Opposite to the mainstream academic view that little attention was paid to legal system building in the anti-corruption campaigns in the early stage of the People’s Republic of China (“New China”), this article focuses on not only the mass movement but also the establishment of a legal system in that period. Supported by numerous historical data, this article argues that a fundamental legal system for anti-corruption has actually been built in the early years of the New China. The Party Central Committee, Government Administration Council (renamed State Council), Discipline Inspection and Supervision Departments, and political-legal departments enacted and enforced a complete set of preliminary anti-corruption regulations and provisions conforming to the national conditions. Accompanying discipline inspection and supervision system and judicial system were also built. Criminal laws, administrative rules and regulations at that time all embodied the goal to combat corruption. [read more...] 
Note | 7 Tsinghua China L. Rev. 101 (2014)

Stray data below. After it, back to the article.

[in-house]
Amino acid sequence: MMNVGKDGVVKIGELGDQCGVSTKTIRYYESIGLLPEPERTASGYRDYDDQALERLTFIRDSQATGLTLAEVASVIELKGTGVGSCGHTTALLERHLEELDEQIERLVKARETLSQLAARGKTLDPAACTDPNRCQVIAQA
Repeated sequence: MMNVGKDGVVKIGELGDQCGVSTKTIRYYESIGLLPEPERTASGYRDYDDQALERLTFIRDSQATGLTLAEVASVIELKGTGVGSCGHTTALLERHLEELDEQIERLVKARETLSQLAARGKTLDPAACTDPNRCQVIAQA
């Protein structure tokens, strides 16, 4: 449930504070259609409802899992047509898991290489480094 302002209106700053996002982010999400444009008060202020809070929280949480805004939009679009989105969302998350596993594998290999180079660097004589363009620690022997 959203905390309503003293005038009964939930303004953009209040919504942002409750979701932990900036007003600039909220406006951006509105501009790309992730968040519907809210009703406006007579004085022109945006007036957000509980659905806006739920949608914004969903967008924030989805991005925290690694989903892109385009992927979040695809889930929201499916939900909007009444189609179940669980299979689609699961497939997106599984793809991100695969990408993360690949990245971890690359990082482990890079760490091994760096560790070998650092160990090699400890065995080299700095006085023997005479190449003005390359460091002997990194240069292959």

China Law Update
Laws and Regulations
  • Key Amendments to the Environmental Protection Law of the People’s Republic of China
  • Key Amendments to the Budget Law of the People’s Repblic of China


Notice of the Supreme People’s Court on Issuing the Seventh Group of Guiding Cases
  • Zang Jinquan et al. Theft and Fraud Dispute
  • Hu Kejin’s Refusal to Pay Remuneration
  • Tianjin China Youth Travel Service v. Tianjin National Youth International Travel Agency for Unauthorized Use of the Name of Another’s Enterprise
  • Lan Jianjun and Hangzhou Xiaomuzhi Automobile Repair Polytron Technologies Co. Ltd. v. Tianjin Xiaomuzhi Automobile Repair Service Co. Ltd., etc. for Infringement of Trademark and Unfair Competition
  • Jiangsu Weilun Shipping Co. Ltd. v. Miranda Rose Company for Damages Arising from Collision of Ships

  • Decision of the Standing Committee of the National People’s Congress on Establishing Intellectual Property Right Courts in Beijing, Shanghai and Guangzhou
  • Decisions of Standing Committee of the National People’s Congress on Universal Suffrage of HK Administrator and the 2016 Legislative Council Formation Method
  • Highlights of The decision of the CPC Central Committee on the Comprehensive Promotion of Several Major Issues of the Rule of Law

[Download Full China Law Update in PDF] 
China Law Update | 7 Tsinghua China L. Rev. 135 (2014)